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The Riverdale Hub expands on Toronto's ever-evolving Gerrard Street

Gerrard East has always been one of Toronto's more interesting streets. Typical in its Toronto heterogeneity, it's old and new, multi-ethnic and old-school Toronto all mixed up together. And it's one of the streets undergoing considerable change. Not too fast to cause anybody to panic, like on Ossington, but rather like how The Junction is evolving. Slow and steady. In particular, there's the interesting middle bit of Gerrard in between East Chinatown and the Gerrard India Bazaar. There's a circus school there now, complete with cafe, the Lahore Tikka house continues to be the do-it-yourself architectural landmark of this part of town and, now, a new expansion to the Riverdale Hub.

The Riverdale Hub is a little like the social innovation co-working spaces we're becoming more and more familiar with, but with a difference: the Hub has a commitment to empowering minority communities. It's also the story of a grassroots organization that grew over the past 3 decades and is now moving into a permanent, physical space of their own. Founded in 1982, the Riverdale Immigrant Women's Centre (RIWC), is a non-profit that provides a range of services including settlement programs, employment and skills development as well as anti violence against women and anti youth violence programs. In 2000 the RIWC founded the Riverdale Immigrant Women's Enterprise (RIWE), a separate organization that facilitates the entrepreneurial and social enterprise skills designed to give immigrant men, women and youth financial self-sufficiency.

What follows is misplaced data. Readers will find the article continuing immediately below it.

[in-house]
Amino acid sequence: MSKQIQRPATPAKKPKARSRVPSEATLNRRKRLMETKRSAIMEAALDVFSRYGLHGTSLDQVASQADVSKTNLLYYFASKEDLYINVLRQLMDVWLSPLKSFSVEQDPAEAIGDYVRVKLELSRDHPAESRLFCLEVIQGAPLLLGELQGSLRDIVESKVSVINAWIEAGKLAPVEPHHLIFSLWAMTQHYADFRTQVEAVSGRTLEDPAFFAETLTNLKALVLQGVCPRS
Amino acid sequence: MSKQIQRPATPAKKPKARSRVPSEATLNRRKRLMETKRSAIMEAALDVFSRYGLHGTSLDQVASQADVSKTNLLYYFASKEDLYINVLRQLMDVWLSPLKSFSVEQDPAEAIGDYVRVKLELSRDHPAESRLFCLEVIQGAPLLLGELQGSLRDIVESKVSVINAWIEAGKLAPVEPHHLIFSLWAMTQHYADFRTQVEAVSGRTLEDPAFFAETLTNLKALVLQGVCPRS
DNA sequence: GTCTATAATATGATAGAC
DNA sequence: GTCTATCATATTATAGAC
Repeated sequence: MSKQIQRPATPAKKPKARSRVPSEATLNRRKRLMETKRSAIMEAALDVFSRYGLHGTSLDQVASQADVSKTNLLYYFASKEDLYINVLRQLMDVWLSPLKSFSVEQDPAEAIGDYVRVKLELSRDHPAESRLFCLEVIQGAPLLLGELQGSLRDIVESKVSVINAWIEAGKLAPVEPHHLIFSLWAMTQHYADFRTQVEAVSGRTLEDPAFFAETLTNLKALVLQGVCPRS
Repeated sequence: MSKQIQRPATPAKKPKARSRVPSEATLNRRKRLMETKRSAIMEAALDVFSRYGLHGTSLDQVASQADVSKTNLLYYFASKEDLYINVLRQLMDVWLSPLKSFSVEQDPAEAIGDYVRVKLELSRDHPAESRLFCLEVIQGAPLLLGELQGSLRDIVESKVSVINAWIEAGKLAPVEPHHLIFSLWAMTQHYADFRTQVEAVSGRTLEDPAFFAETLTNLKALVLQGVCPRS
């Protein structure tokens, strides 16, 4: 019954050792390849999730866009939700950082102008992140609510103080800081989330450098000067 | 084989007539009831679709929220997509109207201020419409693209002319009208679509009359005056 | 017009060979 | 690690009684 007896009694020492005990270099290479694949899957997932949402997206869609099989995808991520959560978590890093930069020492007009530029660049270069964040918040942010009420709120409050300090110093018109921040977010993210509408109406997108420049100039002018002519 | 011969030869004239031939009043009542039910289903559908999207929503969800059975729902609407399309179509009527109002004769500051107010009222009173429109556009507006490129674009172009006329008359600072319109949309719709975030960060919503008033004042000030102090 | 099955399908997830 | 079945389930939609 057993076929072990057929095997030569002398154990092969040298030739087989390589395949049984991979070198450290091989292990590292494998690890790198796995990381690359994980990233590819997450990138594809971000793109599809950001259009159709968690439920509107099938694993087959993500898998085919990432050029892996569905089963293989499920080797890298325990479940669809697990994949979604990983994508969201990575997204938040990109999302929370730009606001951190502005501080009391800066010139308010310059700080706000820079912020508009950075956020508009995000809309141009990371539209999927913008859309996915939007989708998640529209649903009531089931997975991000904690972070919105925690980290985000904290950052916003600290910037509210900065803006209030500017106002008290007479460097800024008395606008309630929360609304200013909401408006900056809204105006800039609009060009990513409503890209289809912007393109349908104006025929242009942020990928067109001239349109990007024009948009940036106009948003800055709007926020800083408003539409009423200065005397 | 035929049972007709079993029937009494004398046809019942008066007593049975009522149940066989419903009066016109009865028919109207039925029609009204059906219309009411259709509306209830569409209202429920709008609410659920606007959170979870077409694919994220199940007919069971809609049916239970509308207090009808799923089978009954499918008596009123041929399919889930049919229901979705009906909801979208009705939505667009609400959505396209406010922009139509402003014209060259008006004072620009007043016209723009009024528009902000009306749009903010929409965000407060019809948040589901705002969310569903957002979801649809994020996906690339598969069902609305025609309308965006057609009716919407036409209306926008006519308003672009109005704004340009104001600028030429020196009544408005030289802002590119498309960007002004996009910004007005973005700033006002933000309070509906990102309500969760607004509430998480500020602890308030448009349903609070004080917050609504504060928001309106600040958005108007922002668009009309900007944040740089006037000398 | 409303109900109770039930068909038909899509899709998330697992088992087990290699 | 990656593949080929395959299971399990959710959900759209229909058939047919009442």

Out of this work grew the Hub, a 3 story 100 year old building that just added a nearly $2 million modern addition, a very typical Toronto mix blending new and old, something this city does well. It's a unique space that hopes to attract a variety of tenants and organizations, along with letting both the RIWC and RIWE carry out their work.

"The whole idea of the building is to support diversity: diversity of experience, diversity of ideas and diversity of cultural and artistic expression," explains Nuzhath Leedham, Executive Director of the RIWC, of the kind of people they hope to attract to the co-working space. "Tenants can work in any sector as long as they support the essential values of what the Hub stands for: equality, social justice and environmental sustainability. We want to see a mixed tenant base, with artists, entrepreneurs, designers, and activists all working together for positive social change and action."

The space is bright and airy. On the 100-year old side, exposed brick and wooden beams give the space a traditional "loft" feel, while the recently completed addition adds modern elements like an elevator, making each floor accessible. There is retail and office space available, some fronting Gerrard, as well as event and gallery spaces throughout, including a community kitchen on an upper floor. Inside there's also the Global Pantry, a catering company, and Copy/Chai, a printing enterprise for youth.